Brad Vierig, associate dean of the David Eccles School of Business, said the addition of the online MBA program gives more flexibility to students. He hopes it will help those who cannot meet in a classroom every day because they live too far away or have a full work schedule.
“We are really, really excited [about the program],” Vierig said. “It will help us compete nationally.”
The new program was announced early last week, and Vierig said they have had over 150 inquires into the program since then. Interest in the program has spanned from Massachusetts to Hawaii.
Vierig said the School of Business expects the degree to be just as successful as their other MBA programs and it will be held to the same standard of work.
“We expect this to be a top 25 program in the next couple of years,” he said. “This will be something that will be high quality.”
Vierig foresees the same success from the degree because they have been researching similar programs over the past few years to see if they wanted to add the online MBA program. He said this will be the first program of its kind in the state of Utah and hopes the addition will attract potential students from outlying states because of the school’s reputation.
The online MBA will be different from undergraduate online courses. The program will allow working students to study on their own time, on weekends or at night. It will consist of online lectures, problem sets and other tools that will be available on multiple devices to give the program even more flexibility to potential students.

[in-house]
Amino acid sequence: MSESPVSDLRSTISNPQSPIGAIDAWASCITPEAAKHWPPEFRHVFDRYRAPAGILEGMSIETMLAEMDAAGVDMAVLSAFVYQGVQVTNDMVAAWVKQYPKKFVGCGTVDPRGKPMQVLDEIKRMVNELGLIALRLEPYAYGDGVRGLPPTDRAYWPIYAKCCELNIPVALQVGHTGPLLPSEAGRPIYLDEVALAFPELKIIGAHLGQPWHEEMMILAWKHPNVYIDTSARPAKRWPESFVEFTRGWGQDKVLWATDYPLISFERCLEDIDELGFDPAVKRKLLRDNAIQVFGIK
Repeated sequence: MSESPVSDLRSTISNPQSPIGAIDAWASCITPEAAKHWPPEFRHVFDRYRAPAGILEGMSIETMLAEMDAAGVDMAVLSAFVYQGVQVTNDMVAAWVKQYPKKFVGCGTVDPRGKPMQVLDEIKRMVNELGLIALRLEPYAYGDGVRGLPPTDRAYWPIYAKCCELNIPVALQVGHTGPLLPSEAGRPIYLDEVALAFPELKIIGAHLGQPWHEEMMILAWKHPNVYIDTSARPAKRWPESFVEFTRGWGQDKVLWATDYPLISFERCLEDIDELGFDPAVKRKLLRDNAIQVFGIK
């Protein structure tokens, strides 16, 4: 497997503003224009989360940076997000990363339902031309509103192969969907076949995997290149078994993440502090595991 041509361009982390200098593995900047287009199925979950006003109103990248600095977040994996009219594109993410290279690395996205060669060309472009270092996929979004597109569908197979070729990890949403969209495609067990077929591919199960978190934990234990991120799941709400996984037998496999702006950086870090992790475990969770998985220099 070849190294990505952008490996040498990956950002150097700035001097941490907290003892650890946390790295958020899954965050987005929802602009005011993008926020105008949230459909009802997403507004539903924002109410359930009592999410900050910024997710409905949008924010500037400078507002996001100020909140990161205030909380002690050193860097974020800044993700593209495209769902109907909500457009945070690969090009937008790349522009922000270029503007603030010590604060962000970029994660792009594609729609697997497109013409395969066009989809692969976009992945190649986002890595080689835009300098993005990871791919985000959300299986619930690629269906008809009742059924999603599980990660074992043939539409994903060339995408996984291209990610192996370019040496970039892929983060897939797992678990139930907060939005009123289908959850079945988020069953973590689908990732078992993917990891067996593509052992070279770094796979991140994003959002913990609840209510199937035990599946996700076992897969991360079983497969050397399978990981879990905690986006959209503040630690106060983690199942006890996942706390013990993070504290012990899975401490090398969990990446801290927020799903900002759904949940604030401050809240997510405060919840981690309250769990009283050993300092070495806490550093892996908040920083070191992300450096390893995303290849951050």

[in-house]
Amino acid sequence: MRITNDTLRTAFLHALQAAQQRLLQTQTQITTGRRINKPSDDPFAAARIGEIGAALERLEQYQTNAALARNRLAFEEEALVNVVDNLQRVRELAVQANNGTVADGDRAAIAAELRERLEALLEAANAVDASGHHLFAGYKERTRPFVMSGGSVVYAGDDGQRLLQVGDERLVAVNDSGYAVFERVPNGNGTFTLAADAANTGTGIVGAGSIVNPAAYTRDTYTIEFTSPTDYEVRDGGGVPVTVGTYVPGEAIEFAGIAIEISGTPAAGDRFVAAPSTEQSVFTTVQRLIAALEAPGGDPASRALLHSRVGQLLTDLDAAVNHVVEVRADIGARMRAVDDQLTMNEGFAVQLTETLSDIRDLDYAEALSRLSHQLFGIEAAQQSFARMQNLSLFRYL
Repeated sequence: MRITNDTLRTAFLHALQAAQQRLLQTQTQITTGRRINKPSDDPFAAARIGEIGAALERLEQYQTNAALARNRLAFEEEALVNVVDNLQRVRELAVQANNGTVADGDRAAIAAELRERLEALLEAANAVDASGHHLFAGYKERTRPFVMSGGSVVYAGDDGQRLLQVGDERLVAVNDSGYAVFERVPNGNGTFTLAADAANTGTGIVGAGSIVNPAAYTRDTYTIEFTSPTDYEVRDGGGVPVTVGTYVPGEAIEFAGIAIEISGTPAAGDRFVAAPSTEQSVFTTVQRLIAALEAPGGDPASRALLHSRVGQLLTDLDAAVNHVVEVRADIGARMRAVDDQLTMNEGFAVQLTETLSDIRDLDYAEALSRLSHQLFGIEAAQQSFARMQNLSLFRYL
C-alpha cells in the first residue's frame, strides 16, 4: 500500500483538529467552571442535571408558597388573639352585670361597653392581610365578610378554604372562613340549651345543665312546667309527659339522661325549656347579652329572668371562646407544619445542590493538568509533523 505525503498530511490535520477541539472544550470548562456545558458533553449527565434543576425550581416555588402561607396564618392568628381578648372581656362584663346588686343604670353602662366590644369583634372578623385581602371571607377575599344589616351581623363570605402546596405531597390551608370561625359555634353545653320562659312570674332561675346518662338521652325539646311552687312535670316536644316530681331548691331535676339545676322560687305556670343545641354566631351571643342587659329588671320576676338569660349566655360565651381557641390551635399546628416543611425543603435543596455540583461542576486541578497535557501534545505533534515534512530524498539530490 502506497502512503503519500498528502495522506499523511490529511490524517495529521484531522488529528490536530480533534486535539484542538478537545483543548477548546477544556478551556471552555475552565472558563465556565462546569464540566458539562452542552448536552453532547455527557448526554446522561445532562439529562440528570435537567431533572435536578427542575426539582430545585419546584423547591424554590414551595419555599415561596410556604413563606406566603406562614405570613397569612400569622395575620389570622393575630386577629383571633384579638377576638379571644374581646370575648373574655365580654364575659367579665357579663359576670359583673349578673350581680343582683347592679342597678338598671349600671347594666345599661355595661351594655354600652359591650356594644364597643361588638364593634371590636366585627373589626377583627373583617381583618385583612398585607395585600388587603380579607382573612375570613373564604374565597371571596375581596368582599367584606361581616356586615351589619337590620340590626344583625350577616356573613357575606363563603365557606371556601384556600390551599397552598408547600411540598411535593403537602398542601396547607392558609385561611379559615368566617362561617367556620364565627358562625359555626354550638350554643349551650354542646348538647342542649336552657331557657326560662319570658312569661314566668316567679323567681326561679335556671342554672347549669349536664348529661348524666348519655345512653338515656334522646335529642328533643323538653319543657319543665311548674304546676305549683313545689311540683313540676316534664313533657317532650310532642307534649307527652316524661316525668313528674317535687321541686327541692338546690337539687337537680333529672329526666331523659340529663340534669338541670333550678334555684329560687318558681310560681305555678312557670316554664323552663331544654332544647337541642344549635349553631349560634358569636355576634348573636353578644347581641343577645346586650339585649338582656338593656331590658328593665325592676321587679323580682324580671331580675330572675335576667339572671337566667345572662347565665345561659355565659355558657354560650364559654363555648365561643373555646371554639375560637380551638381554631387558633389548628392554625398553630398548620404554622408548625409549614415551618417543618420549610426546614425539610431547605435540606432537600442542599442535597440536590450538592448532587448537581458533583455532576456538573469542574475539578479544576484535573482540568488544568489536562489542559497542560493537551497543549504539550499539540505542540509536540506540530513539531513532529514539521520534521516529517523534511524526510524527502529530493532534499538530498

Vierig said the new program will be “state-of-the-art” in the way of technology.
Even though the School of Business’s administration is excited about the new degree, some students are slightly skeptical about the new program. Josh Leato, a junior in operations management, said he believes the program will be successful as long as the quality of instruction remains the same as normal classes.
“Online classes are good, but at the same time you kind of lose the interaction, which isn’t necessarily good,” Leato said. “I personally like online classes.”
He said the flexibility aspect could be appealing because of the convenience to those with long work hours.
Leato said at one time getting an MBA was on his agenda, but he is currently looking into different types of graduate schools and programs.
“I considered it a while ago, but thinking about it, its just not something I want to do,” Leato said.